Anthem Dodges a Mental Health Bias Action

     MANHATTAN (CN) — Psychiatrists celebrated the Second Circuit’s “watershed” decision last year opening insurers to liability for discriminating against mental health treatment, but a new ruling shows the floodgates are not open to all plaintiffs.
     On Friday, the federal appeals court affirmed dismissal of similar claims by the American Psychiatric Association.
     Along with related trade groups and doctors, the APA had accused Anthem and its subsidiary Wellpoint of skimping on mental health and substance-abuse care.
     The lawsuit, filed three years ago in Connecticut, quoted remarks to Congress by U.S. Rep. Patrick Kennedy, when introducing the Mental Health Parity and Addiction Equity Act of 2008.
     “Access to mental health services is one of the most important and most neglected civil rights issues facing the nation,” the Rhode Island Democrat had said. “For too long, persons living with mental disorders have suffered discriminatory treatment at all levels of society.”
     The Mental Health Parity Act sought to ensure comparable coverage for mental and physical illnesses, but psychiatric associations say the statute suffers from lax enforcement.
     When the Second Circuit revived a similar class action by the New York State Psychiatric Association against UnitedHealth Group, the group’s lawyer hailed it as a “major” ruling that patched a perceived loophole in the statute.
     NYSPA’s success stemmed from the court’s finding of “no serious dispute” that the association had standing to sue “in its own right.”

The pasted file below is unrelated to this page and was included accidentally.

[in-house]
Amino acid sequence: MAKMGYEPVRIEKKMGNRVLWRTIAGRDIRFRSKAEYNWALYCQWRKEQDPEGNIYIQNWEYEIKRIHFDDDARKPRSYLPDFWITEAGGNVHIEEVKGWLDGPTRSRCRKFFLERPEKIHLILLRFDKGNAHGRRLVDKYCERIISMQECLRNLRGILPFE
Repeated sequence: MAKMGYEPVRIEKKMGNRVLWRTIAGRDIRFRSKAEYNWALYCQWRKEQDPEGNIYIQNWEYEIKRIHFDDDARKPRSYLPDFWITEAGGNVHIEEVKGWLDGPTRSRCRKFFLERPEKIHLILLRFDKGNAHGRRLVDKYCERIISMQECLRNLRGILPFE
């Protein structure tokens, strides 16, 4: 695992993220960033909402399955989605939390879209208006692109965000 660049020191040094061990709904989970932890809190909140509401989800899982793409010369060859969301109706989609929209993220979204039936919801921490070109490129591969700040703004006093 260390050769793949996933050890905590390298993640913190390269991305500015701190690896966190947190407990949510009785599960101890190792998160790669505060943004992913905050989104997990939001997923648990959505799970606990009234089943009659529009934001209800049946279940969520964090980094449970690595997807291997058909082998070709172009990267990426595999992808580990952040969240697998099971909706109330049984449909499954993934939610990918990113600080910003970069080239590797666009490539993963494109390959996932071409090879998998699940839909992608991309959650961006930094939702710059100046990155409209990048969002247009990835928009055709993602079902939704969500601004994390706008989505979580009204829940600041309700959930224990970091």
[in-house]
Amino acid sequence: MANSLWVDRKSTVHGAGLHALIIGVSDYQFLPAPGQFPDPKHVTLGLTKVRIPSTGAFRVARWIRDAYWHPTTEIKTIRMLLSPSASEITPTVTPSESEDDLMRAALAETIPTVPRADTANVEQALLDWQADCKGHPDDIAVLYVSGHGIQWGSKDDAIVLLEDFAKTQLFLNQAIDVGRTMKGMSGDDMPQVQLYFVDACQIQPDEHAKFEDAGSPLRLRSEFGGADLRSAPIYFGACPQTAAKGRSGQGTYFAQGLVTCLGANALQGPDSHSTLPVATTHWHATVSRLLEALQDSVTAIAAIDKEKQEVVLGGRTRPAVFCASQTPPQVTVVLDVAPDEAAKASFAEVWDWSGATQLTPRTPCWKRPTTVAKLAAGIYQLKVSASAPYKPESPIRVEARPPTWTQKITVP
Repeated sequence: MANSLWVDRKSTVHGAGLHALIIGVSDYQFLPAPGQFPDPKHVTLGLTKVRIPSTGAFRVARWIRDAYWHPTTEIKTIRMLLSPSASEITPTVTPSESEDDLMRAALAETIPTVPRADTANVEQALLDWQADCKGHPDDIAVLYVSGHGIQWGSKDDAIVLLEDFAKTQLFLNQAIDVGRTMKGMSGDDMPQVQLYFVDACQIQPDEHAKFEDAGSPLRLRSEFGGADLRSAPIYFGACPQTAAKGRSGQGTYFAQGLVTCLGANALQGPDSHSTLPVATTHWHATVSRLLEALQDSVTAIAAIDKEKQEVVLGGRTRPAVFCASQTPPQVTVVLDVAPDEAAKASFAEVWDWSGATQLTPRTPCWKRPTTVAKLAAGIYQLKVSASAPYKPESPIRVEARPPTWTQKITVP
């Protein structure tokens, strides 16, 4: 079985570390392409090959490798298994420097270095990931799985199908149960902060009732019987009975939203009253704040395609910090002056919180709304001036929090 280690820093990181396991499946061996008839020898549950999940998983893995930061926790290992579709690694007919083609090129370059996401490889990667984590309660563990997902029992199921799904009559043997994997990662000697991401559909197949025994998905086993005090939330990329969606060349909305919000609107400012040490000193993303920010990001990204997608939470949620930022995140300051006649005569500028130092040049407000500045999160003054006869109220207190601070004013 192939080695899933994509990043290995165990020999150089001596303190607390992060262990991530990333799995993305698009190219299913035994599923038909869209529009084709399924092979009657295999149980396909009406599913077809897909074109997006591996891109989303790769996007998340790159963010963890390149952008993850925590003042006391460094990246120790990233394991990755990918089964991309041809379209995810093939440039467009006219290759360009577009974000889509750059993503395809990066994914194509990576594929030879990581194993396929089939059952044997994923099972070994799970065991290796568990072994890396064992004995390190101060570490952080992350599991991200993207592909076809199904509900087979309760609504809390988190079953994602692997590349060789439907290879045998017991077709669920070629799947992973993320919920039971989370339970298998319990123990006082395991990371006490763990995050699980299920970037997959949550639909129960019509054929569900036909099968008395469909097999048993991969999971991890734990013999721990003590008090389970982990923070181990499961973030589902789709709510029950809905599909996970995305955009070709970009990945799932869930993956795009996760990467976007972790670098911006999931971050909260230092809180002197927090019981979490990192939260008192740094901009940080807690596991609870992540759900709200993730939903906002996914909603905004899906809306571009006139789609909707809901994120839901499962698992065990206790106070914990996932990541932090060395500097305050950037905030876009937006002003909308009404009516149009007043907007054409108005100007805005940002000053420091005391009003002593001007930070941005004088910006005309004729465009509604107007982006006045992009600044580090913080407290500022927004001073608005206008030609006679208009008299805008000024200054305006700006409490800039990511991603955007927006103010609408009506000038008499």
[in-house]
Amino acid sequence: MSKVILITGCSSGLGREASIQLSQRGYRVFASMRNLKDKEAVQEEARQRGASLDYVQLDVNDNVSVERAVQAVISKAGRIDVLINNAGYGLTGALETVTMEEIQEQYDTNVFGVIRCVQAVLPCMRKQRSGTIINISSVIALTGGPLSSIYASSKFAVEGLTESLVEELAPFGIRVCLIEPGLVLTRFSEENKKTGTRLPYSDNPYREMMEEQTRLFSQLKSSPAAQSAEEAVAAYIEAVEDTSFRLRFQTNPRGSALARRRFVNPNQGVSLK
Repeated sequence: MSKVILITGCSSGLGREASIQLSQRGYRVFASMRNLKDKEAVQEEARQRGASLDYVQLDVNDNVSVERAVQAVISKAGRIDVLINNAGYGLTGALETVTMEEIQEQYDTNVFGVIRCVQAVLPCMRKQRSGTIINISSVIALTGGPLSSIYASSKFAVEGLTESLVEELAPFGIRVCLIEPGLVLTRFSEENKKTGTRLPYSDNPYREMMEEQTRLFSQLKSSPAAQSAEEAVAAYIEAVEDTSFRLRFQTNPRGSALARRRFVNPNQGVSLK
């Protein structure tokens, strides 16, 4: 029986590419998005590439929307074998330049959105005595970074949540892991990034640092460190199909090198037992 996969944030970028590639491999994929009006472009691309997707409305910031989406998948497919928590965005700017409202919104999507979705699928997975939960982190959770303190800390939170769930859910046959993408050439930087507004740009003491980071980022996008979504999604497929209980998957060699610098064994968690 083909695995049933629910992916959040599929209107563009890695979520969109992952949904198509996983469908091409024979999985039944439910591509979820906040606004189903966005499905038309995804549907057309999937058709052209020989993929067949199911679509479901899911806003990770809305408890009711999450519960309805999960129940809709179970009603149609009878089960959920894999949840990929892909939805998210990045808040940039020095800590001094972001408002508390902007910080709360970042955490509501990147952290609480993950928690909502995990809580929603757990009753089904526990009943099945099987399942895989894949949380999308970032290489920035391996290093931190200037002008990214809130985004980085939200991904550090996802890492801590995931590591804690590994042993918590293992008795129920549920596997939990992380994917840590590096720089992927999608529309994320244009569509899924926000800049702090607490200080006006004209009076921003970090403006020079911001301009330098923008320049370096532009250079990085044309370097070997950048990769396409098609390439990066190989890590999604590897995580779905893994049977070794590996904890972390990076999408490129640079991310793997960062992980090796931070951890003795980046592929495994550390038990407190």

In affirming dismissal of the APA’s case Friday, the Second Circuit found that the group could not sue on behalf of its members and patients.
     Supreme Court precedent shows the court “cannot expand the congressionally created statutory list of those who may bring a cause of action by importing third-party prudential considerations,” the 25-page ruling states.
     This is so, according to the ruling, despite “policy reasons [that] might support allowing physicians to bring suit on behalf of patients with mental health and substance use disorders in the absence of statutory authorization for such an action.”
     U.S. Circuit Judge Judge John Walker wrote the decision for a three-judge panel.
     Anthem has not returned a telephone request for comment.
     The APA’s president Renee Binder complained that the ruling would further disenfranchise its patients.
     “Discrimination against our patients is a pervasive and pressing problem, and we believe it needs to be addressed in a coordinated, systematic fashion,” Binder said in an email. “We disagree with this ruling because, it means the patients, who are already disenfranchised, have to fight on a claim-by-claim basis. Psychiatry will continue to advocate for the interests of our patients, explore options for appeal, and implement strategies to end barriers to care.”

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